Bavaria opens 'Anker' migrant transit center

Bavaria opens 'Anker' migrant transit center

First migrant center opens in Bavaria

The centers are part of the "migration master plan" of Interior Minister Horst Seehofer. The concept behind the centers is that asylum seekers will be kept there until their right to stay is determined.

Bavaria opens 'Anker' migrant transit center

Controlled immigration

Bavaria will set up a total of seven "Anker" centers, each holding between 1,000 and 1,500 refugees. The name derives from the German words Ankunft, Entscheidung, Rückführung (arrival, decision, return). The aim is to create a sort "one-stop" center with all the relevant government agencies required to complete the entire asylum process represented on site.

Bavaria opens 'Anker' migrant transit center

Critics warn of ghettoization

Church groups, refugee advocates and opposition parties have all voiced their concern, describing the centers as deportation camps and warning of the ghettoization of migrant communities. The NGO Save the Children said the centers were "no place for children," as they facilitated "tension and aggression."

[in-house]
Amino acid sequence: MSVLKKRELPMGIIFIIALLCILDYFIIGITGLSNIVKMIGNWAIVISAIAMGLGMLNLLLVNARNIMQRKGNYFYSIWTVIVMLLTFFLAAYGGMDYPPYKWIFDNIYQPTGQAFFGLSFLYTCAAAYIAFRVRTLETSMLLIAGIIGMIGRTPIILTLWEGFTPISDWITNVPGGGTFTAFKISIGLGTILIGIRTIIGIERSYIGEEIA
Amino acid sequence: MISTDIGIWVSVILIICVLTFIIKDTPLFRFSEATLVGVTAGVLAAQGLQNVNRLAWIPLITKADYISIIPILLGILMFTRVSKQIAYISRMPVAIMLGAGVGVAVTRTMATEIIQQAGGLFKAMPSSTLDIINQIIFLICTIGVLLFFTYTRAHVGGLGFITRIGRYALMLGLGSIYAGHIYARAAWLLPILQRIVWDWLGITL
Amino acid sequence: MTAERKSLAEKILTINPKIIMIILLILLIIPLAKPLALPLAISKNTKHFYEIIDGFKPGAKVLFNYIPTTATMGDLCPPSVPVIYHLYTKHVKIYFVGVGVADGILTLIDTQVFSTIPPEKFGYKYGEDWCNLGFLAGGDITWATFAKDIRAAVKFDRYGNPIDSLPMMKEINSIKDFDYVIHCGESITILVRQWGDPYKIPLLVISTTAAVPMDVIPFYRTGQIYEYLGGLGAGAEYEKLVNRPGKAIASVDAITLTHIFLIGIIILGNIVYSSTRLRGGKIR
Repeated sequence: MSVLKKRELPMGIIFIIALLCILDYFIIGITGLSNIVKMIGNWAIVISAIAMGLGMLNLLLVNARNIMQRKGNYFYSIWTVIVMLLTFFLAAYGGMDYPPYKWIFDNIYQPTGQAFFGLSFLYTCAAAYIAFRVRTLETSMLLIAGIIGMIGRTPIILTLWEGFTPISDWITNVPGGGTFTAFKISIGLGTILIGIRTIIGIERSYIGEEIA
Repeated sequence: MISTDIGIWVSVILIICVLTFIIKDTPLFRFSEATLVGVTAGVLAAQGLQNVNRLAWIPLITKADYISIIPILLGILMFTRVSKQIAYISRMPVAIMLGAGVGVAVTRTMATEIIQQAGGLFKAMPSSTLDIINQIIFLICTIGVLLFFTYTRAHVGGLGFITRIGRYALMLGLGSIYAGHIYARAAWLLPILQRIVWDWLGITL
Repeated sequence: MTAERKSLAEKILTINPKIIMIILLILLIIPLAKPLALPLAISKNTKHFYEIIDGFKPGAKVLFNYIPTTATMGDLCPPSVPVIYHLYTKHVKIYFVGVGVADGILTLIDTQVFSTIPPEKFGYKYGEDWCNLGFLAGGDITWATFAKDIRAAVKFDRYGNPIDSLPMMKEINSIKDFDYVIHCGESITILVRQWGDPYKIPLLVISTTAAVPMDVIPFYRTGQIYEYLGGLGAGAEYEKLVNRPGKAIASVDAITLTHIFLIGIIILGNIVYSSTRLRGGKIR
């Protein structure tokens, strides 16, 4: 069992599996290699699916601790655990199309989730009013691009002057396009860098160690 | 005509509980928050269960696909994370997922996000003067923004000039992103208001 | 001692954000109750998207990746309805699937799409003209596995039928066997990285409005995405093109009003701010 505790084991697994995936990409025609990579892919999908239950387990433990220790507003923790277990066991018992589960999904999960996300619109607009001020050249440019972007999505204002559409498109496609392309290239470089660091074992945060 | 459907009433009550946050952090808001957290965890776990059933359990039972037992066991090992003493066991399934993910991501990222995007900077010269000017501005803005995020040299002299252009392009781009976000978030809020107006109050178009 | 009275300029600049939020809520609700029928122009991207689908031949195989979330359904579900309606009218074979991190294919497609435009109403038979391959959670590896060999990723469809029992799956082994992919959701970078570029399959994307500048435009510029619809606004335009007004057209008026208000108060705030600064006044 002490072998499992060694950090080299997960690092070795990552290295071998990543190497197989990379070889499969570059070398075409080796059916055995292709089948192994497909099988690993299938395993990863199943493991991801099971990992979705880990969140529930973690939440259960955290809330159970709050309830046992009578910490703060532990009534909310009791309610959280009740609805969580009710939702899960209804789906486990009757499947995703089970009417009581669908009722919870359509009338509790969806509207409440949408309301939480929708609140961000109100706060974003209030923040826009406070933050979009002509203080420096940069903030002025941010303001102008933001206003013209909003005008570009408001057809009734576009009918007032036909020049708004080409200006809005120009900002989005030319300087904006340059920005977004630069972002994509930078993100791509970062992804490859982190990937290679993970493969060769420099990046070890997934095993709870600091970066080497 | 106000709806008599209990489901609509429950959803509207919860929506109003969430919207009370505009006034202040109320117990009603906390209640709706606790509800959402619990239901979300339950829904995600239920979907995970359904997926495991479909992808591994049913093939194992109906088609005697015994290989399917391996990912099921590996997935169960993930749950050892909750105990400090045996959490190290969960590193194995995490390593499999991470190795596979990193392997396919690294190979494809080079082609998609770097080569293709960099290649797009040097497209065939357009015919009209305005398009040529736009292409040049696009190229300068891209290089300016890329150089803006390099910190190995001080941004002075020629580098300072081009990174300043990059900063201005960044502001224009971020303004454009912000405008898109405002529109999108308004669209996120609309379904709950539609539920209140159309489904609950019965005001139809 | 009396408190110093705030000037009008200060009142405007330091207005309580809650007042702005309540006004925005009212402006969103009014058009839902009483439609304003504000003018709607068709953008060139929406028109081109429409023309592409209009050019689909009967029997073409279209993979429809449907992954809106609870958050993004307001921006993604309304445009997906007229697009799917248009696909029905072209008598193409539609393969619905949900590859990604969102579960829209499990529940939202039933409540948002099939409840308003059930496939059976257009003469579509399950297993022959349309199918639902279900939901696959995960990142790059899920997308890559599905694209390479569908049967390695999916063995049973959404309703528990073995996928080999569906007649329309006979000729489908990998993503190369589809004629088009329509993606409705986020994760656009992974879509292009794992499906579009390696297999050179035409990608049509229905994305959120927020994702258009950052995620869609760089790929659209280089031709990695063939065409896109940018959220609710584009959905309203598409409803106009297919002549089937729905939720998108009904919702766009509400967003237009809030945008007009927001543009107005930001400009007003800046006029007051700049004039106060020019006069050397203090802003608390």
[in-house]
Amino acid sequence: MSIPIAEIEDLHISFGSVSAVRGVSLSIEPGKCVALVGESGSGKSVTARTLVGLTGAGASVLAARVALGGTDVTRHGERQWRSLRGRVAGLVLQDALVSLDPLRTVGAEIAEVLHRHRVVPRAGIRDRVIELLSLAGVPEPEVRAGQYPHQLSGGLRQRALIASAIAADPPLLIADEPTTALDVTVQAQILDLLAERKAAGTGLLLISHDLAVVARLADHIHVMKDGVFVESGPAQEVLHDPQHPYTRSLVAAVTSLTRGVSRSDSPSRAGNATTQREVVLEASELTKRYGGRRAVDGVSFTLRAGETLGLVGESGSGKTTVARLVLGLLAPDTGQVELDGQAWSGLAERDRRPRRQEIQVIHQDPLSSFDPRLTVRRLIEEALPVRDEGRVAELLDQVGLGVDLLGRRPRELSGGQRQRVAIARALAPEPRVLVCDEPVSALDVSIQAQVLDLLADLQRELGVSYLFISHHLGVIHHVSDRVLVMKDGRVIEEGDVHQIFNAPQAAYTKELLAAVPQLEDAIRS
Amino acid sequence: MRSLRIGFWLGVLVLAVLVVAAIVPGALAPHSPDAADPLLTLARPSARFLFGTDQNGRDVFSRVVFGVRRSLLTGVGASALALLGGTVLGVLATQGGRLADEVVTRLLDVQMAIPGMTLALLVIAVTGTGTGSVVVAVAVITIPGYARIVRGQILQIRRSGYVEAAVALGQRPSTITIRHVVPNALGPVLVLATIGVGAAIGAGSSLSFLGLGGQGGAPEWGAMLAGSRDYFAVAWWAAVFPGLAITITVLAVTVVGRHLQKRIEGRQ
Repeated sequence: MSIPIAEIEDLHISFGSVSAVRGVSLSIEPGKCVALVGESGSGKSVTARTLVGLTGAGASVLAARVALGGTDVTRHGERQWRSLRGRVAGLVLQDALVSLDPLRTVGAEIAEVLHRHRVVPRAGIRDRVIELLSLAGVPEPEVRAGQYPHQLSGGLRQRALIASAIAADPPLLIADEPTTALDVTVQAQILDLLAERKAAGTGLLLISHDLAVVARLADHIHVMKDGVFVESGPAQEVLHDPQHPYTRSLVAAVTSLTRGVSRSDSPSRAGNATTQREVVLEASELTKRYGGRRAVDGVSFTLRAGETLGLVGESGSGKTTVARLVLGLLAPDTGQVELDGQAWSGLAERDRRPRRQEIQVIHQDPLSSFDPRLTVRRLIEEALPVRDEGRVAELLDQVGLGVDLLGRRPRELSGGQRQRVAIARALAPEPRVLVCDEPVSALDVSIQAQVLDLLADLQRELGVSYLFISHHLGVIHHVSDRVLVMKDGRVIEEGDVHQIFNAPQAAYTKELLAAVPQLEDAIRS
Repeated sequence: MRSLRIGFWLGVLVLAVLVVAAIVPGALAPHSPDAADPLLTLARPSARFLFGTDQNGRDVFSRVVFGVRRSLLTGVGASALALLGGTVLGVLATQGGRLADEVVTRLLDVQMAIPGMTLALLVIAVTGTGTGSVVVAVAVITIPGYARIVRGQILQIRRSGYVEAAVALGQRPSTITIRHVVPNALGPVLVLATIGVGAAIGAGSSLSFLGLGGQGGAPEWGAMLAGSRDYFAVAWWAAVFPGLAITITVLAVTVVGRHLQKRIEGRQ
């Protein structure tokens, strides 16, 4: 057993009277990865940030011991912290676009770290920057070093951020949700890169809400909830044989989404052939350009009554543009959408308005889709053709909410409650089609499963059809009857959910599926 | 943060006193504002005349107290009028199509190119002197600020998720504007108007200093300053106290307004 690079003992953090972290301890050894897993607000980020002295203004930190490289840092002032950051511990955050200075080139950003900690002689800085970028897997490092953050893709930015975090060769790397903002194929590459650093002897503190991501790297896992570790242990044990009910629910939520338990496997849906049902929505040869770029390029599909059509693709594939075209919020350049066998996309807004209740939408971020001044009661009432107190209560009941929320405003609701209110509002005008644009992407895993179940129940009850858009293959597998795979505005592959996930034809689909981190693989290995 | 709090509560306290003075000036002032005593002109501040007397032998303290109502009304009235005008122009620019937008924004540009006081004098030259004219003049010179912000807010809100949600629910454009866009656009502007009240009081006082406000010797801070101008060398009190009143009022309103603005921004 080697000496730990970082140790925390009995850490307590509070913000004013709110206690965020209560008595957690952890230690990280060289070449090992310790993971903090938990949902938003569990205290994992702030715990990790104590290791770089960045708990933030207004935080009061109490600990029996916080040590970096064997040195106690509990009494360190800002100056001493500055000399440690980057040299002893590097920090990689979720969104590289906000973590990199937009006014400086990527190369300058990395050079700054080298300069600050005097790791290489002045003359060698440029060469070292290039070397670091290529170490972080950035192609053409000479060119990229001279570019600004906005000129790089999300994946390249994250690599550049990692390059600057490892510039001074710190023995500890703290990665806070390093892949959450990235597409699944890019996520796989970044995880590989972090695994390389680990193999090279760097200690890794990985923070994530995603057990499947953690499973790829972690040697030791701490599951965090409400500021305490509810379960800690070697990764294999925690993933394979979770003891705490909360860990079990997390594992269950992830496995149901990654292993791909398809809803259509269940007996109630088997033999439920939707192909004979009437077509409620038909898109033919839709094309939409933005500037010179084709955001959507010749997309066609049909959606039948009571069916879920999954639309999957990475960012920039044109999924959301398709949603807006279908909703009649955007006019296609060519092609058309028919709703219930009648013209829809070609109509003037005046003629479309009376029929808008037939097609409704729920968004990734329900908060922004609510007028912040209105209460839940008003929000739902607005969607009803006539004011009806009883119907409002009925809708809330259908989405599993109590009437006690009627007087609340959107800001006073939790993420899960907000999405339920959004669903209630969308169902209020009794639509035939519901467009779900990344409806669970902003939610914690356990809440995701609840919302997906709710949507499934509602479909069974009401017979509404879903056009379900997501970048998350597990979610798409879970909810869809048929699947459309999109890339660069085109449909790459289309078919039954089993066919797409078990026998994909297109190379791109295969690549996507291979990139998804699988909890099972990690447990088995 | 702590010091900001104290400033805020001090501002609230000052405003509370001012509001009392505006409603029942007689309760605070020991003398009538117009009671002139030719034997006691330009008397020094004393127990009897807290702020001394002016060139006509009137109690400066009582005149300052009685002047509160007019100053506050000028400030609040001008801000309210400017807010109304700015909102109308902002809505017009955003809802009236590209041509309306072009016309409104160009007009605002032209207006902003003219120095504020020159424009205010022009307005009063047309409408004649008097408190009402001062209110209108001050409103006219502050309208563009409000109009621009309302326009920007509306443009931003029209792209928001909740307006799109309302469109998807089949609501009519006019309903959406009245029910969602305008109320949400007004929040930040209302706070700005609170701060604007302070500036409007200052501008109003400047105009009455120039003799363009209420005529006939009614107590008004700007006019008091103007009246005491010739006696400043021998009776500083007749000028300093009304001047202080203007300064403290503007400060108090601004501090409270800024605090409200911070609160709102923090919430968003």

Bavaria opens 'Anker' migrant transit center

Compromise solution

The centers are the result of a last-minute political deal between Chancellor Angela Merkel and Interior Minister Horst Seehofer. His initial plan to turn migrants away at the border created a political crisis that could have toppled the coalition government of Merkel's Christian Democrats, their Bavarian sister party the CSU and the Social Democrats.

Bavaria opens 'Anker' migrant transit center

Little enthusiasm for centers in Germany

The decision to create the centers was taken at federal government level, but responsibility lies with Germany's individual states. Bavaria — where Seehofer's conservative CSU faces a crucial state election in October — has taken the initiative. But others have delayed the establishment of the migrant transfer centers or refused to take part in the policy.

The southern German state of Bavaria has opened the first controversial center to process migrants arriving through the Austrian border. The facilities are part of a plan to reduce the number of asylum seekers.